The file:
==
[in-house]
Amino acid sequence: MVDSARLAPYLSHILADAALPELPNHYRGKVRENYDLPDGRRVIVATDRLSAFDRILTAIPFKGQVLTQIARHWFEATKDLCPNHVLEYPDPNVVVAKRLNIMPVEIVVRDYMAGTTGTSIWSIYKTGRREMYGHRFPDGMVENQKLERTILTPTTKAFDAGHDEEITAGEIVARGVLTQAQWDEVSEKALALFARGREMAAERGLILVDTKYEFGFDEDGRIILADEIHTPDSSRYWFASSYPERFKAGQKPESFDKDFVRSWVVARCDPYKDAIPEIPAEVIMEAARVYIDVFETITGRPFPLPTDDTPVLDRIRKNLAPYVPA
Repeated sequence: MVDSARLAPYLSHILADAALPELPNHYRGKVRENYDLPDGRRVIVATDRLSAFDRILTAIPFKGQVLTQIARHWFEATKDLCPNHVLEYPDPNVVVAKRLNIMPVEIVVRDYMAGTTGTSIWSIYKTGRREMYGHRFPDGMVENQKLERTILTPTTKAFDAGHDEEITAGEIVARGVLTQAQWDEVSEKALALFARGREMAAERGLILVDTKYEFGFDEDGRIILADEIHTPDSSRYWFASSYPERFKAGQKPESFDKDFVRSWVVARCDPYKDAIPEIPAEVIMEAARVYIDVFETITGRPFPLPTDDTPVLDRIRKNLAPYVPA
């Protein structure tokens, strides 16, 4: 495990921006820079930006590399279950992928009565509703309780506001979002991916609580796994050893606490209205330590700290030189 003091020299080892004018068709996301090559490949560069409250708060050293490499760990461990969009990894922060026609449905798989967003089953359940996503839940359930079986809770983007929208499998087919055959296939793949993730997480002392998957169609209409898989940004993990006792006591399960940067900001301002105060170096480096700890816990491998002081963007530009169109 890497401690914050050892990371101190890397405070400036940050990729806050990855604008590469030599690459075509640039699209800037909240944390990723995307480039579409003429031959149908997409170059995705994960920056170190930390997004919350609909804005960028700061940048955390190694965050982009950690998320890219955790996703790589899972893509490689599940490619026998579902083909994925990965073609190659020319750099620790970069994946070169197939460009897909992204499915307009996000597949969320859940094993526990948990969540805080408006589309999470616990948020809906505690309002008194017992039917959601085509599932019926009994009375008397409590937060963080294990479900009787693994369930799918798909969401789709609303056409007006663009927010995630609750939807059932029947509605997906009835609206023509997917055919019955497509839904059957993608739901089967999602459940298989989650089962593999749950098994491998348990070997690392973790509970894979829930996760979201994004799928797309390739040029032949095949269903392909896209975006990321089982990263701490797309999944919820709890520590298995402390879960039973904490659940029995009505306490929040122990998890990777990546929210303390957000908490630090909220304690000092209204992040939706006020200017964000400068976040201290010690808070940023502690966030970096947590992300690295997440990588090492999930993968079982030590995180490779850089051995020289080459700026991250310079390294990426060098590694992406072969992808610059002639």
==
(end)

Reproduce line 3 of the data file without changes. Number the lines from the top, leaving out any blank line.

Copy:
Repeated sequence: MVDSARLAPYLSHILADAALPELPNHYRGKVRENYDLPDGRRVIVATDRLSAFDRILTAIPFKGQVLTQIARHWFEATKDLCPNHVLEYPDPNVVVAKRLNIMPVEIVVRDYMAGTTGTSIWSIYKTGRREMYGHRFPDGMVENQKLERTILTPTTKAFDAGHDEEITAGEIVARGVLTQAQWDEVSEKALALFARGREMAAERGLILVDTKYEFGFDEDGRIILADEIHTPDSSRYWFASSYPERFKAGQKPESFDKDFVRSWVVARCDPYKDAIPEIPAEVIMEAARVYIDVFETITGRPFPLPTDDTPVLDRIRKNLAPYVPA